I understand localized Martian dust storms can develop into global wide events. All searches I do produce results that focus on local storms expanding. Is there any information on what was the shortest duration or smallest area dust storm recorded?

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    $\begingroup$ What do you consider a "dust storm?" Dust devils are on the scale of meters. $\endgroup$ Mar 8, 2020 at 5:50
  • $\begingroup$ Didn't know dust devils were considered storms. Researching this lead to an answer. $\endgroup$
    – Bob516
    Mar 8, 2020 at 13:10

1 Answer 1



Numerous dust storms occur each Martian year and are generally classified according to size. From the smallest to largest, they are dust devils (<10−1 km2), local storms (∼103 km2), regional storms (∼106 km2), and planet-encircling storms (>106 km2).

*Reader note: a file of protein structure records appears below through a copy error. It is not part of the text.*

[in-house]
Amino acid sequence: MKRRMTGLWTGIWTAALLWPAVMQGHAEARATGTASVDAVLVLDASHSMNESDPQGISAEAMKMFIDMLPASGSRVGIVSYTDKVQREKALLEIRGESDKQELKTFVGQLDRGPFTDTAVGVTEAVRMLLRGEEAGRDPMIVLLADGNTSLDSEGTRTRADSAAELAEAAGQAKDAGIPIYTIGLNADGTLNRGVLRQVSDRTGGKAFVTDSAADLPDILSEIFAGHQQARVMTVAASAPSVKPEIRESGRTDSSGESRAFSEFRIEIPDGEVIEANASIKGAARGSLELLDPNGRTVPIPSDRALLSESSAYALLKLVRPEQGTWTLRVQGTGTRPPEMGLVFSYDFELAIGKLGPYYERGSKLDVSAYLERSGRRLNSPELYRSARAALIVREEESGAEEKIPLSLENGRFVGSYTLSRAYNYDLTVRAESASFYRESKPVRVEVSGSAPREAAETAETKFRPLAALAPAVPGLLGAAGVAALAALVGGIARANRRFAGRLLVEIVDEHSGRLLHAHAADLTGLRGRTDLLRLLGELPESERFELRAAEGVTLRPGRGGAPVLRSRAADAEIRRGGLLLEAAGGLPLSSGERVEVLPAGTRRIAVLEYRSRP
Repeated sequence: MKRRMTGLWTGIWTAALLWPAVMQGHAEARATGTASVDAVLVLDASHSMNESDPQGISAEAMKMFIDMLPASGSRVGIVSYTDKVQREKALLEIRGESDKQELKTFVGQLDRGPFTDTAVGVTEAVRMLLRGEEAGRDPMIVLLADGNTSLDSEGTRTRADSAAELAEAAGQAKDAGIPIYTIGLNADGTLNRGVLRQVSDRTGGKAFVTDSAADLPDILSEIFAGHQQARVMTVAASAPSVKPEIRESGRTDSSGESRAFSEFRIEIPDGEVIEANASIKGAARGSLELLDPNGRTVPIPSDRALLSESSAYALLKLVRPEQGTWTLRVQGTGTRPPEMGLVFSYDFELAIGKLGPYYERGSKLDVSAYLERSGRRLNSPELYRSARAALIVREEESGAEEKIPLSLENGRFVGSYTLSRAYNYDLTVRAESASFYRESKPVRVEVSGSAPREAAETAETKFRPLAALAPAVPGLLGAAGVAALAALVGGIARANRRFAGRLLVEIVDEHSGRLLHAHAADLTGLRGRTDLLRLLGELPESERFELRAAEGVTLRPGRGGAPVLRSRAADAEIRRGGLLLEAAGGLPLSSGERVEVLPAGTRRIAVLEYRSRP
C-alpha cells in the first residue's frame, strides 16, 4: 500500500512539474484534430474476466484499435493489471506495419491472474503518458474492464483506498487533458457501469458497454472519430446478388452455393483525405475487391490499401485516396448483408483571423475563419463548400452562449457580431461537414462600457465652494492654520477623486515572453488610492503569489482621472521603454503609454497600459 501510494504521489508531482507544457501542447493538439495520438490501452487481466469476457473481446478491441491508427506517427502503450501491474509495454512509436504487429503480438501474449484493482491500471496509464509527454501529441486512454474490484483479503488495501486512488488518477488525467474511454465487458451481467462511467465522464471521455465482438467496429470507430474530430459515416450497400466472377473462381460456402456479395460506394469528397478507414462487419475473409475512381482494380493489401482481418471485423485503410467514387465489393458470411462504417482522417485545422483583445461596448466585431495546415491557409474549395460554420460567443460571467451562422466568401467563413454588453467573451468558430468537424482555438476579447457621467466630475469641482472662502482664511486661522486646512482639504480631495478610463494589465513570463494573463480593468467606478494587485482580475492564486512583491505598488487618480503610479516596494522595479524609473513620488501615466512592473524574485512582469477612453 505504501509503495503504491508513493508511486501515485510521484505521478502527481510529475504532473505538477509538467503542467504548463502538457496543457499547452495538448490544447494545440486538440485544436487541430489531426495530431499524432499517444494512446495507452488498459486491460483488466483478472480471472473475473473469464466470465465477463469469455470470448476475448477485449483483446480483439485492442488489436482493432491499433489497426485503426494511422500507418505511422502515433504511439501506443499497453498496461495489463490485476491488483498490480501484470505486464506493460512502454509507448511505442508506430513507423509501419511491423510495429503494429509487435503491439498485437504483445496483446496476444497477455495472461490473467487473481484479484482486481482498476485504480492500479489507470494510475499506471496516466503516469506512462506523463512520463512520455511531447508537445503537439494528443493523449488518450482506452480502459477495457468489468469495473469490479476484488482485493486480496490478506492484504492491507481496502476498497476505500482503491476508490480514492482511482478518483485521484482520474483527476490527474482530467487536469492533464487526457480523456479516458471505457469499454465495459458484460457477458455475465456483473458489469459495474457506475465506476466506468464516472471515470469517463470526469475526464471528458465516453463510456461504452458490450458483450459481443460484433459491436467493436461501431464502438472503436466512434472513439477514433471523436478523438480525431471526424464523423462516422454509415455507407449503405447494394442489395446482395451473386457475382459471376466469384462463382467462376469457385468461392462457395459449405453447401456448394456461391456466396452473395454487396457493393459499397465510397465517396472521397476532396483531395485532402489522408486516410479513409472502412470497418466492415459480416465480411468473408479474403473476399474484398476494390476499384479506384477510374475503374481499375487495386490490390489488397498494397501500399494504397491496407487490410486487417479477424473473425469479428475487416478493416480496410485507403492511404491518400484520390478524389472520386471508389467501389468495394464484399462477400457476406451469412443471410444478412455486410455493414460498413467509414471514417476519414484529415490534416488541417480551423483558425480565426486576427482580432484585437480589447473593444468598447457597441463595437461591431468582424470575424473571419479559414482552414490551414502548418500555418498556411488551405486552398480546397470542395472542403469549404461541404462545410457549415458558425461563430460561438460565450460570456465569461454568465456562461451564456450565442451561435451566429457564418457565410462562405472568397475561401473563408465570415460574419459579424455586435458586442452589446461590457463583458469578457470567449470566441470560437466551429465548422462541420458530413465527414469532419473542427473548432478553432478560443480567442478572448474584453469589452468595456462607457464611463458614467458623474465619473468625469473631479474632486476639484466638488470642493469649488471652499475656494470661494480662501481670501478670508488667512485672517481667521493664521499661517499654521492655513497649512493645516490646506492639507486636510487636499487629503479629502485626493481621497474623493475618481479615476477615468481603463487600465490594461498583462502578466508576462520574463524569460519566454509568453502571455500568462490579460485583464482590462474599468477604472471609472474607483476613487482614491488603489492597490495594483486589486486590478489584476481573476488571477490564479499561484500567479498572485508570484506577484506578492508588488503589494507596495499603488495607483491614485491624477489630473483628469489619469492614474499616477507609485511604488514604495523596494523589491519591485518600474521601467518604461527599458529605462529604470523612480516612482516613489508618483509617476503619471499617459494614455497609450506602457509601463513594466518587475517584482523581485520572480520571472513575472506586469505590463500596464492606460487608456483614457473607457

Local dust storms are also quite common. Based on Mars Global Surveyor (MGS) images, as many as 2000 local storms occur each Martian year. This gives a daily-averaged rate of 2–3 storms per Martian day. They have typical lifetimes of less than several days.

Regional storms have been observed at nearly all seasons, but are most frequent during southern spring and summer. Most regional storms develop within ±30° of latitude, although there is a distinct bias toward the southern hemisphere. Regional storms can last from days to weeks. These storms can drift a significant distance from their original location, and new satellite storms can develop that are quite remote from the original center.


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